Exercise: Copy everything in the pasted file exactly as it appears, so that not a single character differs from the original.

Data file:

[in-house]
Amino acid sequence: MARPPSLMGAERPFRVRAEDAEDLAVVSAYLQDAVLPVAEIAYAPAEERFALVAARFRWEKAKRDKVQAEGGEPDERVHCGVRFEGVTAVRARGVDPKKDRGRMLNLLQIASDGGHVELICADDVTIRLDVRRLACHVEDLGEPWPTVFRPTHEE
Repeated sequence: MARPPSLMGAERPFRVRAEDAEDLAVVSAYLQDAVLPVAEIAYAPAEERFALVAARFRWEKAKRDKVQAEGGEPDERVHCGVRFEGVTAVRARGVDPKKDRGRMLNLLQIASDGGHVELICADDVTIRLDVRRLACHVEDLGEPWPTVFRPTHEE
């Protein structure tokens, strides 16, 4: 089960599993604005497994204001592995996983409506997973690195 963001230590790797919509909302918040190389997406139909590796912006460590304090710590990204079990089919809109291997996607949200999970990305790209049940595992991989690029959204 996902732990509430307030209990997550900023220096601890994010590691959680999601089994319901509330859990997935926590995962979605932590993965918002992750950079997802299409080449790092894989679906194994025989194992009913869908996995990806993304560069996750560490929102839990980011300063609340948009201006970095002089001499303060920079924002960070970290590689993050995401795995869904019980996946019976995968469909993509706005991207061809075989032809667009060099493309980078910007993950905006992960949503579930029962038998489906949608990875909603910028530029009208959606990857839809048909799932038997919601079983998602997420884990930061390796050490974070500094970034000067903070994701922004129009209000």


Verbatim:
[in-house]
Amino acid sequence: MARPPSLMGAERPFRVRAEDAEDLAVVSAYLQDAVLPVAEIAYAPAEERFALVAARFRWEKAKRDKVQAEGGEPDERVHCGVRFEGVTAVRARGVDPKKDRGRMLNLLQIASDGGHVELICADDVTIRLDVRRLACHVEDLGEPWPTVFRPTHEE
Repeated sequence: MARPPSLMGAERPFRVRAEDAEDLAVVSAYLQDAVLPVAEIAYAPAEERFALVAARFRWEKAKRDKVQAEGGEPDERVHCGVRFEGVTAVRARGVDPKKDRGRMLNLLQIASDGGHVELICADDVTIRLDVRRLACHVEDLGEPWPTVFRPTHEE
């Protein structure tokens, strides 16, 4: 089960599993604005497994204001592995996983409506997973690195 963001230590790797919509909302918040190389997406139909590796912006460590304090710590990204079990089919809109291997996607949200999970990305790209049940595992991989690029959204 996902732990509430307030209990997550900023220096601890994010590691959680999601089994319901509330859990997935926590995962979605932590993965918002992750950079997802299409080449790092894989679906194994025989194992009913869908996995990806993304560069996750560490929102839990980011300063609340948009201006970095002089001499303060920079924002960070970290590689993050995401795995869904019980996946019976995968469909993509706005991207061809075989032809667009060099493309980078910007993950905006992960949503579930029962038998489906949608990875909603910028530029009208959606990857839809048909799932038997919601079983998602997420884990930061390796050490974070500094970034000067903070994701922004129009209000």